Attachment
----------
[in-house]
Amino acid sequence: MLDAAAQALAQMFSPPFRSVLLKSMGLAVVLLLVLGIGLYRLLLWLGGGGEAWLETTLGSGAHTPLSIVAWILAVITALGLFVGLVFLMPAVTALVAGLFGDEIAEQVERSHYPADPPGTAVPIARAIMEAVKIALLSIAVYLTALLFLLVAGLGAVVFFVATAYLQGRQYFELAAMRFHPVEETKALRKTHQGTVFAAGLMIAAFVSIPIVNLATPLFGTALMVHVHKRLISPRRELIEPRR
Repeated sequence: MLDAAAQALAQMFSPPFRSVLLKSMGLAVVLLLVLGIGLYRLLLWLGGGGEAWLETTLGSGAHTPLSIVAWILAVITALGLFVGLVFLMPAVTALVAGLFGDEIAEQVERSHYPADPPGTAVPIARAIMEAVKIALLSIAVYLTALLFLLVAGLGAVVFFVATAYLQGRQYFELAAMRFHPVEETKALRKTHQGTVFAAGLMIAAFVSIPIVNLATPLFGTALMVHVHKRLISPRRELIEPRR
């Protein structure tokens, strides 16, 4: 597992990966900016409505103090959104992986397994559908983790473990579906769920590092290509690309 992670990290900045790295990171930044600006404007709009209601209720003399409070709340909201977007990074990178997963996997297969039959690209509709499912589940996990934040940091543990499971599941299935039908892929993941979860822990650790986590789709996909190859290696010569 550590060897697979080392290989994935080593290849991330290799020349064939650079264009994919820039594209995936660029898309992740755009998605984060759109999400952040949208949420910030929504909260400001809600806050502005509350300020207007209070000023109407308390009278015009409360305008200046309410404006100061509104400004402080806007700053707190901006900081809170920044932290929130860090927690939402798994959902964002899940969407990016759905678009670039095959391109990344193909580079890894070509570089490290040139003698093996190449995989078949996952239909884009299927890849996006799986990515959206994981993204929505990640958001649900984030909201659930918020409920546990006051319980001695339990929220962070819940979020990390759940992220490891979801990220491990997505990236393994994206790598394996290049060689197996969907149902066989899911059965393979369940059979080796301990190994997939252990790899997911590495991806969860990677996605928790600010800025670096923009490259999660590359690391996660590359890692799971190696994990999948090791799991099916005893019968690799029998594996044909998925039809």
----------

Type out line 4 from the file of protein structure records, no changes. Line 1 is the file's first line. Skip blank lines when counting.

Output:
């Protein structure tokens, strides 16, 4: 597992990966900016409505103090959104992986397994559908983790473990579906769920590092290509690309 992670990290900045790295990171930044600006404007709009209601209720003399409070709340909201977007990074990178997963996997297969039959690209509709499912589940996990934040940091543990499971599941299935039908892929993941979860822990650790986590789709996909190859290696010569 550590060897697979080392290989994935080593290849991330290799020349064939650079264009994919820039594209995936660029898309992740755009998605984060759109999400952040949208949420910030929504909260400001809600806050502005509350300020207007209070000023109407308390009278015009409360305008200046309410404006100061509104400004402080806007700053707190901006900081809170920044932290929130860090927690939402798994959902964002899940969407990016759905678009670039095959391109990344193909580079890894070509570089490290040139003698093996190449995989078949996952239909884009299927890849996006799986990515959206994981993204929505990640958001649900984030909201659930918020409920546990006051319980001695339990929220962070819940979020990390759940992220490891979801990220491990997505990236393994994206790598394996290049060689197996969907149902066989899911059965393979369940059979080796301990190994997939252990790899997911590495991806969860990677996605928790600010800025670096923009490259999660590359690391996660590359890692799971190696994990999948090791799991099916005893019968690799029998594996044909998925039809």